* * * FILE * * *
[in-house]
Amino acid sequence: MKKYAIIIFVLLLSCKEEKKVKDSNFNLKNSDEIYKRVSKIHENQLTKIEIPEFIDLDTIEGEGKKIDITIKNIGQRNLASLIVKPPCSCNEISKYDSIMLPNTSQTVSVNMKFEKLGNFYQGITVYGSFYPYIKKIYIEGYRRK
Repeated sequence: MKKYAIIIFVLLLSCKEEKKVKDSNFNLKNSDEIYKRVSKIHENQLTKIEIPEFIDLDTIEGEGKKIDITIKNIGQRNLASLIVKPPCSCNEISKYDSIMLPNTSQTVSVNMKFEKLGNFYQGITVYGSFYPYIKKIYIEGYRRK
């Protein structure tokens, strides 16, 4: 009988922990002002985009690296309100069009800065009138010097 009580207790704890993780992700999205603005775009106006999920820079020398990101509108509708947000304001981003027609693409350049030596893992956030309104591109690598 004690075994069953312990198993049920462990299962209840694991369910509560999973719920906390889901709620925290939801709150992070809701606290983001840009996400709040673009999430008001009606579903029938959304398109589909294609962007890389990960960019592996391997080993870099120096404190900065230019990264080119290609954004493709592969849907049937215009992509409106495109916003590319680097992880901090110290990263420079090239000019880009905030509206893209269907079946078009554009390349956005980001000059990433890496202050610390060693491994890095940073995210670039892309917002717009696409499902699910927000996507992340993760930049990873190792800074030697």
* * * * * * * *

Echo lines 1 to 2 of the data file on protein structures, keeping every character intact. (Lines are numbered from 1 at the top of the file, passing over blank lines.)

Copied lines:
[in-house]
Amino acid sequence: MKKYAIIIFVLLLSCKEEKKVKDSNFNLKNSDEIYKRVSKIHENQLTKIEIPEFIDLDTIEGEGKKIDITIKNIGQRNLASLIVKPPCSCNEISKYDSIMLPNTSQTVSVNMKFEKLGNFYQGITVYGSFYPYIKKIYIEGYRRK